The Dictionary People

The Dictionary People

The unsung heroes who created the Oxford English Dictionary



'Enthralling and exuberant ... Here is a wonder-book for word-lovers' Jeanette Winterson

A lively, entertaining, and illuminating read. I loved itSusie Dent

What do three murderers, Karl Marx's daughter and a vegetarian vicar have in common?
They all helped create the Oxford English Dictionary.

The Oxford English Dictionary has long been associated with elite institutions and Victorian men. But the Dictionary didn't just belong to the experts; it relied on contributions from members of the public. By 1928, its 414,825 entries had been crowdsourced from a surprising and diverse group of people, from astronomers to murderers, naturists, pornographers, suffragists and queer couples.

Lexicographer Sarah Ogilvie dives deep into previously untapped archives to tell a people's history of the OED. Here, she reveals, for the first time, the full story of the making of one of the most famous books in the world - and celebrates the extraordinary efforts of the Dictionary People.

** A Financial Times, TLS and Daunt Books Book of the Year 2023 **

'Utterly fascinating, entertaining, astonishing and as clever as a box of monkeys ... I completely love it' Joanna Lumley

'Full marks to Sarah Ogilvie... guaranteed to grab those of us obsessed with books, language and mystery' Financial Times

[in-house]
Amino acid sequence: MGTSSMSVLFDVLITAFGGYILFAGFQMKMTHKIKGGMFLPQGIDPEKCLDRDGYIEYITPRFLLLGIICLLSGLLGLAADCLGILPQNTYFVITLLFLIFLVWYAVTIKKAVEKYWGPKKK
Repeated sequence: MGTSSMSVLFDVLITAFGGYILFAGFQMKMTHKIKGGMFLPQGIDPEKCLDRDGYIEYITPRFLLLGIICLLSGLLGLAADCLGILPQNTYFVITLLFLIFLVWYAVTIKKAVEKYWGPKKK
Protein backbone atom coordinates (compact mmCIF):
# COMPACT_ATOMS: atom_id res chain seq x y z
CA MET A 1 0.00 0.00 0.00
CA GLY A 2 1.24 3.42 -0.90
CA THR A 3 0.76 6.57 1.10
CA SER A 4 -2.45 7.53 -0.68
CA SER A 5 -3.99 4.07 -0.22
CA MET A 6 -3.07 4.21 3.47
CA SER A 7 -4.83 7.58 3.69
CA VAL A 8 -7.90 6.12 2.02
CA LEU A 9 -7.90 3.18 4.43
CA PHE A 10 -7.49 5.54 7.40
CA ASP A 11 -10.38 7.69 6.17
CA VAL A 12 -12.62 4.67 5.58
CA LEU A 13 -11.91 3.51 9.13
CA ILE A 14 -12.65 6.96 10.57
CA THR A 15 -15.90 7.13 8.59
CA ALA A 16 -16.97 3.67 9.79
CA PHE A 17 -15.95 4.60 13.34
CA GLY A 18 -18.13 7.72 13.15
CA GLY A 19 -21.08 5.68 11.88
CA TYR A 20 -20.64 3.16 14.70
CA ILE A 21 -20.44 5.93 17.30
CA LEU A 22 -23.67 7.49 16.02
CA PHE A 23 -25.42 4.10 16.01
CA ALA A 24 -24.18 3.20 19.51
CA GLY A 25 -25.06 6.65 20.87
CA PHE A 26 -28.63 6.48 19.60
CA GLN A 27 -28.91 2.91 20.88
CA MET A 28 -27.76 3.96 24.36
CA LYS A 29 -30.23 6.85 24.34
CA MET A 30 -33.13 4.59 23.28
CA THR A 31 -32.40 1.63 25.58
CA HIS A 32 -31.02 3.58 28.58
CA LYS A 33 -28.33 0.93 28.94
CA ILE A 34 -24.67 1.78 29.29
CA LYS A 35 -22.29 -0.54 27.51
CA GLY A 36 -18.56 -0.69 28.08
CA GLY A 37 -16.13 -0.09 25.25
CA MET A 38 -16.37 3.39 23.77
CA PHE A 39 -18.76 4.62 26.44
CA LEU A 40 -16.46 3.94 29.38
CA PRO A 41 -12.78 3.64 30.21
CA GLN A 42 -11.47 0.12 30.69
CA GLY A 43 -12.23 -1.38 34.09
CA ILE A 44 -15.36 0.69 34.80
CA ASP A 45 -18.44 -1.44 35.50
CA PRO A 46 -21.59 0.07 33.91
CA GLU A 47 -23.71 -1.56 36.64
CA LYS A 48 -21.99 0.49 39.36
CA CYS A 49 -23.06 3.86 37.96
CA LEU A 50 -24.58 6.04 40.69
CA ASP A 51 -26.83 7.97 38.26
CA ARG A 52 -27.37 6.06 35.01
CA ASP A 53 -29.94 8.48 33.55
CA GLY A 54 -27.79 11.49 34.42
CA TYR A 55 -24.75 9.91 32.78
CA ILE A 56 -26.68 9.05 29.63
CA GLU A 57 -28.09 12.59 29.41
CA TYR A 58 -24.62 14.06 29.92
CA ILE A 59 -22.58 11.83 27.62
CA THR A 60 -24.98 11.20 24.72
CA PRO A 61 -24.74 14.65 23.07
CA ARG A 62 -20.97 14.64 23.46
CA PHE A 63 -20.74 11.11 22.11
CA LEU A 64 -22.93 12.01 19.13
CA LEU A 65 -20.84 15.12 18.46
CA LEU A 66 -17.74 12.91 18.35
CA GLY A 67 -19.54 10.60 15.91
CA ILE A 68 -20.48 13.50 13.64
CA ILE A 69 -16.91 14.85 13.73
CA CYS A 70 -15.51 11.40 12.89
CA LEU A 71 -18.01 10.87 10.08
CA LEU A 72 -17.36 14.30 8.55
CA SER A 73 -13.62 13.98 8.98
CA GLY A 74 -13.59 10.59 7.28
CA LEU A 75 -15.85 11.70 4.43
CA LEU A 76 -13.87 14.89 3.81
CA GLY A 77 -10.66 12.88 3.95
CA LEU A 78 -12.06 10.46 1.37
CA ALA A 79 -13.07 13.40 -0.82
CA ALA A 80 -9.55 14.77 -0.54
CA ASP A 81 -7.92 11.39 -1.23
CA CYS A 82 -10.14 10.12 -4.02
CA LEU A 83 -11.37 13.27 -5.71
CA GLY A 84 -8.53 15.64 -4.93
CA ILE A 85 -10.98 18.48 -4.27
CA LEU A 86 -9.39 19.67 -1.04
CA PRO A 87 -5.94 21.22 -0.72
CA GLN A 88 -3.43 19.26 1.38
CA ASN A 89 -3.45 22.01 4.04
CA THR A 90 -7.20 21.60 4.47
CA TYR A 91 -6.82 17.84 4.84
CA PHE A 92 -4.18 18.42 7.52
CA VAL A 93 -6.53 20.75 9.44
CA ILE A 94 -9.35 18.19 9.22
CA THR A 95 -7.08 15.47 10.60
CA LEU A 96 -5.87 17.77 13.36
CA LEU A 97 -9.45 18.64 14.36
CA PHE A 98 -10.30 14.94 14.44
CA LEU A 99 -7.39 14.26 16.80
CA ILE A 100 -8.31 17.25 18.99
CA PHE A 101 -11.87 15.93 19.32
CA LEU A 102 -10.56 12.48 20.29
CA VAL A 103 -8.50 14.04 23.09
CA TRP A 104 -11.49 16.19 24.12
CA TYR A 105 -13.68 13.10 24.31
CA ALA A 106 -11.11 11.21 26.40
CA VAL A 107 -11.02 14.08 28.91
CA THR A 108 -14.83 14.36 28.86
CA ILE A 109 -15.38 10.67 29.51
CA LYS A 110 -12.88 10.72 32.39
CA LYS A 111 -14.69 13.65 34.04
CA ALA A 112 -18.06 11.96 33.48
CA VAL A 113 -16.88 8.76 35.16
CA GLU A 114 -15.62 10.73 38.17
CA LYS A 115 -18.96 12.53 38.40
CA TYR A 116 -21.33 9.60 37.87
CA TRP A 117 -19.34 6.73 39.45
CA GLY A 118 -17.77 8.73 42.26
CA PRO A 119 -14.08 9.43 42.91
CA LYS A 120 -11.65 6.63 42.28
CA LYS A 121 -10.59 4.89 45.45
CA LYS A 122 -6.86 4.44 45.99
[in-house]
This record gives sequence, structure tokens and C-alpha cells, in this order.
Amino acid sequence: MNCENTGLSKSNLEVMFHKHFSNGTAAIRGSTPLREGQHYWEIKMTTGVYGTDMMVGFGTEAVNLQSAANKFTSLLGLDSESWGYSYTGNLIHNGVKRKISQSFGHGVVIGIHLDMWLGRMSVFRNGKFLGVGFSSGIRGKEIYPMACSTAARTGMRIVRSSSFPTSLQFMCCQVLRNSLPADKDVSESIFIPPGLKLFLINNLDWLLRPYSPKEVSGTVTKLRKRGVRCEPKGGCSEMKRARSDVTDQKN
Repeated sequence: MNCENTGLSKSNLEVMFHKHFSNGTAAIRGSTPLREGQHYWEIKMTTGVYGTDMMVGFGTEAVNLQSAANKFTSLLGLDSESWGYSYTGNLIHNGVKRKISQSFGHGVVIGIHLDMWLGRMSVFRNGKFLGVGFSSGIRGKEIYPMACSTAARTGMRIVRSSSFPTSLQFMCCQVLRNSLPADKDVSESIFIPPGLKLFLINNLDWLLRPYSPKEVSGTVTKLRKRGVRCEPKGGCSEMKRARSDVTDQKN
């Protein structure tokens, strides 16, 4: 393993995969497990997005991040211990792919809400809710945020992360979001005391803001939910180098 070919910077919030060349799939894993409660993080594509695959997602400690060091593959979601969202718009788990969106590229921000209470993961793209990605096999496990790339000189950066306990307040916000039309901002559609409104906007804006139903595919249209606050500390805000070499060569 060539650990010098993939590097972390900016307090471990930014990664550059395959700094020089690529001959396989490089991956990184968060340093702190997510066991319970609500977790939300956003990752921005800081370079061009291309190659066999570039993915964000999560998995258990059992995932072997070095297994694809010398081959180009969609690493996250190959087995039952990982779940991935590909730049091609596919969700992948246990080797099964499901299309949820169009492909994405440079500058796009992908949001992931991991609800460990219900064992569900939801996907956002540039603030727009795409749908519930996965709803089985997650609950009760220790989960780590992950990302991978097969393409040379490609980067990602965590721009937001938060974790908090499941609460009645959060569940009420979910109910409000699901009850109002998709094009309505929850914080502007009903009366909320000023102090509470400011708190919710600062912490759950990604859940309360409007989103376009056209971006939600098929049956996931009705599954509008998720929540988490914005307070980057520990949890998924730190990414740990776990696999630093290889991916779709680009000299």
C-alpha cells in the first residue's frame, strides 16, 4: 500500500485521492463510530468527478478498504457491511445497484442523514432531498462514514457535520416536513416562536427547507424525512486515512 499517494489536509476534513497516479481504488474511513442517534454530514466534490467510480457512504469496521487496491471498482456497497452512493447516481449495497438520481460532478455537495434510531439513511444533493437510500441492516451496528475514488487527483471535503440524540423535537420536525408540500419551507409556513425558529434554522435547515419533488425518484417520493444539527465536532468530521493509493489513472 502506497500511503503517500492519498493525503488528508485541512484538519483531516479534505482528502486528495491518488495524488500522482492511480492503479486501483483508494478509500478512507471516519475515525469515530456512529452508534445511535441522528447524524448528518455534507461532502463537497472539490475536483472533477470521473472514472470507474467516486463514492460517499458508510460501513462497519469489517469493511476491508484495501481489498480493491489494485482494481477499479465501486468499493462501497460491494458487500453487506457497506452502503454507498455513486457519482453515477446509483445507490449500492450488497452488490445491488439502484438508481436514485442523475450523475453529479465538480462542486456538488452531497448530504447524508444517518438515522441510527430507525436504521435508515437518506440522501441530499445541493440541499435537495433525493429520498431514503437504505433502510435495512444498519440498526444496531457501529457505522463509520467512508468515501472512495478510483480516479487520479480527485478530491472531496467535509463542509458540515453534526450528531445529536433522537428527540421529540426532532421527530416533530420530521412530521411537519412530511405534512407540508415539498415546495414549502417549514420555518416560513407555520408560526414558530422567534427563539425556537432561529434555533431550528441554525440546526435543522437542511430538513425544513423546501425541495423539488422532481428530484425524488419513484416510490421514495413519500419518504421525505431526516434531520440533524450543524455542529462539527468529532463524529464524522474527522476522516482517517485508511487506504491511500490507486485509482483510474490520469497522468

'[An] astonishing book' Sunday Times

Touching ... The oddities [of language] enliven the book
' Observer *Book of the Day*

affectionate and accomplished book' TLS

'Engaging' Spectator

'Marvellous, witty and wholly original' Alan Rusbridger

'Glorious and surprising' Richard Ovenden, Bodley's Librarian and author of Burning the Books

‘A fascinating and delightful exploration of the Victorian world … Wonderful’ Nicola Shulman, TLS Podcast


  • Marvellous… An unmissable, wonderful achievement
    Stephen Fry

About the author

Sarah Ogilvie

Sarah Ogilvie teaches at the University of Oxford, and specializes in language, dictionaries, and technology. As a lexicographer she has been an editor at the Oxford English Dictionary and was Chief Editor of Oxford Dictionaries in Australia. As a technologist she has worked in Silicon Valley at Lab 126, Amazon's innovation lab, where she was part of the team that developed the Kindle. She originally studied computer science and mathematics before taking her doctorate in Linguistics at the University of Oxford, and then taught at Cambridge and Stanford.
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